An interview (of sorts) with Channel One’s CEO CJ Kettler

June 8, 2014
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Channel One’s CJ Kettler gives first interview since 2012 hiring.

 

Interviewer serves up powder puff questions for secretive executive.

 

 

API CJ Ketter interview June 5 2014

Kevin Loker of American Press Institute takes it easy on CJ Kettler.

For the full interview click here.

From Jim Metrock:

How secretive is CJ Kettler?  She didn’t want anyone to know she was hired to be CEO of Channel One.  She had been in that position for around six months when I wrote a story about Kent Haehl no longer being the CEO, and another about CJ Kettler being the new one.  Only after Obligation told the world about Ms. Kettler was Channel One forced to put out a press release acknowledging Ms. Kettler was indeed the company’s top executive.

The good news is Channel One”s press-shy CEO has finally given an interview.  The bad news is the interview is more like a promotional article by Channel One’s PR department.

Kevin Loker works for a small nonprofit called the American Press Institute.  His recent article Transforming a longtime youth news program to match new behaviors: 7 good questions with Channel One News is his personal homage to the TV show he watched during his high school days.

Although Mr. Loker believes he asks good questions (seven in fact), the truth by serving up softball questions, no one is served. Where were the questions about why Channel One continues to lost schools?  How many schools remain under contract?  Why did ZelnickMedia and Alloy Media and Marketing dispose of Channel One?  How much did Houghton Mifflin pay for Channel One?  How many schools are paying subscription fees to Channel One?  Sorry, Kevin, these are “good” questions; yours are not.  

Hard hitting questions from the article include:

Loker:  You cover news from a “kid/teen perspective.” For example, when your anchor Shelby Holliday went to the Philippines to cover last year’s typhoon, you told me she interviewed the young people in the area to see how they were affected. When she went to South Africa to cover the death of Nelson Mandela, she spoke to kids about Mandela’s lasting impact. Why take this approach?

Wow. This question had to been written by Channel One or at least it was suggested by them.  The question itself conveys positive messages about Channel One before Ms. Kettler has a chance to comment.  You can read the other “good” questions by clicking here.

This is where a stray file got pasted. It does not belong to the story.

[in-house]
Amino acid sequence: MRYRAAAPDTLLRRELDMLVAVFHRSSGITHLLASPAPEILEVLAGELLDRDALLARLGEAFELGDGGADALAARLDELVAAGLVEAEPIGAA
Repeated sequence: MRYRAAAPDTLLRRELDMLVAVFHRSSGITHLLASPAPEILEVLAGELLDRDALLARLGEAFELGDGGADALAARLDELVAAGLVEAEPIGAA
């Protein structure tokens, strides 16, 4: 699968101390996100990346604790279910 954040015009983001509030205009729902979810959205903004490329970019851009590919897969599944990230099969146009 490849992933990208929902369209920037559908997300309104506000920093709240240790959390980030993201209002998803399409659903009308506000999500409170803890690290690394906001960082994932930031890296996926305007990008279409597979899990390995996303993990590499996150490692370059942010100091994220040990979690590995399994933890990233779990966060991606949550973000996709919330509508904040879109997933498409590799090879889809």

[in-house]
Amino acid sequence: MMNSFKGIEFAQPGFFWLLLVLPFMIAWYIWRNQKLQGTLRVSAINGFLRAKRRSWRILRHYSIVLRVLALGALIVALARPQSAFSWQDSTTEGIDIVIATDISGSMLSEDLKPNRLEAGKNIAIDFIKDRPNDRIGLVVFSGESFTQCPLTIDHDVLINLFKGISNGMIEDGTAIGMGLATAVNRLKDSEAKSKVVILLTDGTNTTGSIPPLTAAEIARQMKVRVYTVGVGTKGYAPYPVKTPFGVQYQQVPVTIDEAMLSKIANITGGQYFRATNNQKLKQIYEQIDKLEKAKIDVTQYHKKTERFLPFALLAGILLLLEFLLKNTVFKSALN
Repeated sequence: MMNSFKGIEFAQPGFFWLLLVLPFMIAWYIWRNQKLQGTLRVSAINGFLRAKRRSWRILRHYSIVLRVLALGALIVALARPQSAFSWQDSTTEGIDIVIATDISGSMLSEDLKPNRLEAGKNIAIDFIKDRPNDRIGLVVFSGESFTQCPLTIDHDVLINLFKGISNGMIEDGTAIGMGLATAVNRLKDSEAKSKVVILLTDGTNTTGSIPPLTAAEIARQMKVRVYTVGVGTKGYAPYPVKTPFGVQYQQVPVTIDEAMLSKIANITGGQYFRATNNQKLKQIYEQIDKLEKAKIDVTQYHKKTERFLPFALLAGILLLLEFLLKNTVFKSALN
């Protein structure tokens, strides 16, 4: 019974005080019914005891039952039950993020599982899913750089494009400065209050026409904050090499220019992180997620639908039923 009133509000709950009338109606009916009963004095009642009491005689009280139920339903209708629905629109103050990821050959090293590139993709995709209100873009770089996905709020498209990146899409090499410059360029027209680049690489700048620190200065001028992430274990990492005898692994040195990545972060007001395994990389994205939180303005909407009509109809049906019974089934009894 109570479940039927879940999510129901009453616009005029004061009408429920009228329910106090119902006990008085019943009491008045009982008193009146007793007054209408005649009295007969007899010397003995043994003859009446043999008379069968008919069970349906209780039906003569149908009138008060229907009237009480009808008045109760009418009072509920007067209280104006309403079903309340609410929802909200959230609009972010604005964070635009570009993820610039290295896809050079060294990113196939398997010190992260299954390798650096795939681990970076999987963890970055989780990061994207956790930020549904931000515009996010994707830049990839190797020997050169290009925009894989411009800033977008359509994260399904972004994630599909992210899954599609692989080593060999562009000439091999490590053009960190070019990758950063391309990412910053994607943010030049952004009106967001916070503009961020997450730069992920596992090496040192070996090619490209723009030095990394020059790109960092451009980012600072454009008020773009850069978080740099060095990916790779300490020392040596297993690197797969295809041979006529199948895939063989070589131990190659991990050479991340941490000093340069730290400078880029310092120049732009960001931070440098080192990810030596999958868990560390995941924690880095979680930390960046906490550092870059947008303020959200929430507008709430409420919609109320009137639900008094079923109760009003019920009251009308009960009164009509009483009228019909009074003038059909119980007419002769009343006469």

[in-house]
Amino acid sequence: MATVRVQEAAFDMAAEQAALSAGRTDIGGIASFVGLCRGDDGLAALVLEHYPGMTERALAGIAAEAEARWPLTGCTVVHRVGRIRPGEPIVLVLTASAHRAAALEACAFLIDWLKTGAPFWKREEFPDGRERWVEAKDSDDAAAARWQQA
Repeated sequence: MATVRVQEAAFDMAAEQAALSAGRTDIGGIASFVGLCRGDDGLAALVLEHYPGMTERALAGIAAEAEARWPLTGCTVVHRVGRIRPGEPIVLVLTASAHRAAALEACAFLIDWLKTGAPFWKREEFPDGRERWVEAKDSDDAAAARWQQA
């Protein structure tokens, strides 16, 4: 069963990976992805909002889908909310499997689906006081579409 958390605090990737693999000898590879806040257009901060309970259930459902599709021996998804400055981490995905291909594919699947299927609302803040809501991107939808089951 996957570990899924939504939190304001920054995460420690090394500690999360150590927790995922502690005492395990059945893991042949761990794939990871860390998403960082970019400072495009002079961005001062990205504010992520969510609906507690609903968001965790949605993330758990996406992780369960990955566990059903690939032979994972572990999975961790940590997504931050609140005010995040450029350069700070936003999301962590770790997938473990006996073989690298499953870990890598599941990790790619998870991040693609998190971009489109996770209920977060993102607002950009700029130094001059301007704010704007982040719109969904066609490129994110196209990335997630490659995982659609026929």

Let’s see one more question. Ms. Kettler’s answer is interesting.

Loker:  How are you approaching getting youth — in their free time — to follow or get involved with something they might see primarily as “something they do at school”?

Kettler:  We approach this in a few different ways. First, we work really hard to create a relevant, relatable daily news show that both informs and inspires our audience. So while they might not be in school watching our program in July, if a major news event happens, they might come to channelone.com to learn more about it.

We also make sure that we balance our news content with engaging interactive content on both our website and across our social platforms. For example, every Tuesday, we post a behind-the-scenes photo of one of the anchors and we ask our kids to caption the photo. Every Friday, we announce the winner on the show. Kids and teachers love it – it’s our most successful content campaign – and they are often submitting their captions outside of school hours.

We also work hard to spark discussions around the news events that we know will resonate with our audience. We ran a story earlier this Spring about Sheryl Sandberg’s “Ban Bossy” campaign, and we had kids commenting well into the night with their thoughts on the campaign.

 

Whoa.  “Kids and teachers love it”?  Channel One’s CEO gives as the premier example of her company’s interactive content the cheap and silly example of a photo caption contest.  This is exactly what it sounds like.  Channel One will post a picture of an employee or two who are mugging for the camera, and Channel One invites students to suggest a funny caption.  Here’s an example of what Ms. Kettler is beaming about:

channel one caption pipkin

channel one caption contest 

THIS is Channel One’s “most successful content campaign” this year? ever?  Really?!  This is filler content.  It takes up space on Channelone.com and it takes up time on Channel One News.  I guess Ms. Kettler is technically correct when she calls this  “interactive content,” but come on.  Also Ms. Kettler answers Loker’s question about engaging students outside of school by saying (straight face, please) “…and they are often submitting their captions outside of school hours.”

As much importance Channel One’s CEO places on photo caption contests, you see how few students are participating: 16 on the first example above,  173 on the second.  That’s for the whole country.  This is another indication of how Channel One has become increasingly irrelevant in the lives of schoolchildren.

Don’t hold your breath for an honest-to-goodness, real interview with Channel One’s CJ Kettler any time soon.  

 

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